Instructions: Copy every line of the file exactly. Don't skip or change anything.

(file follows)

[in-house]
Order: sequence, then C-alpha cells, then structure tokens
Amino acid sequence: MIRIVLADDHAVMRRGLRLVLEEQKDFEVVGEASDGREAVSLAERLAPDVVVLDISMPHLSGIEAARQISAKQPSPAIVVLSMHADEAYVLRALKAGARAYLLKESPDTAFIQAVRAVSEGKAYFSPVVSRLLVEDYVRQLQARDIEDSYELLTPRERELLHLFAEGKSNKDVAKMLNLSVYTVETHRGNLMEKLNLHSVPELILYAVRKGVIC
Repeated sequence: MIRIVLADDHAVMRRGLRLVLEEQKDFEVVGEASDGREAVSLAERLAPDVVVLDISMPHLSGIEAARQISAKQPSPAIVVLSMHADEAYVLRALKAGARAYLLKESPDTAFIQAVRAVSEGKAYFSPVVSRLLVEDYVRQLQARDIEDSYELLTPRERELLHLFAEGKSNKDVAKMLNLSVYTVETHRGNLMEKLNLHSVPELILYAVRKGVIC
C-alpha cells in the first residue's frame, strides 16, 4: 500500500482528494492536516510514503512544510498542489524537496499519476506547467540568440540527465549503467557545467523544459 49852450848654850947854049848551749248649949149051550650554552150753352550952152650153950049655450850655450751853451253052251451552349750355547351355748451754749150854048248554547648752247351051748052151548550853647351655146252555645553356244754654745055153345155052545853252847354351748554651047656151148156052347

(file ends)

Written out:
[in-house]
Order: sequence, then C-alpha cells, then structure tokens
Amino acid sequence: MIRIVLADDHAVMRRGLRLVLEEQKDFEVVGEASDGREAVSLAERLAPDVVVLDISMPHLSGIEAARQISAKQPSPAIVVLSMHADEAYVLRALKAGARAYLLKESPDTAFIQAVRAVSEGKAYFSPVVSRLLVEDYVRQLQARDIEDSYELLTPRERELLHLFAEGKSNKDVAKMLNLSVYTVETHRGNLMEKLNLHSVPELILYAVRKGVIC
Repeated sequence: MIRIVLADDHAVMRRGLRLVLEEQKDFEVVGEASDGREAVSLAERLAPDVVVLDISMPHLSGIEAARQISAKQPSPAIVVLSMHADEAYVLRALKAGARAYLLKESPDTAFIQAVRAVSEGKAYFSPVVSRLLVEDYVRQLQARDIEDSYELLTPRERELLHLFAEGKSNKDVAKMLNLSVYTVETHRGNLMEKLNLHSVPELILYAVRKGVIC
C-alpha cells in the first residue's frame, strides 16, 4: 500500500482528494492536516510514503512544510498542489524537496499519476506547467540568440540527465549503467557545467523544459 49852450848654850947854049848551749248649949149051550650554552150753352550952152650153950049655450850655450751853451253052251451552349750355547351355748451754749150854048248554547648752247351051748052151548550853647351655146252555645553356244754654745055153345155052545853252847354351748554651047656151148156052347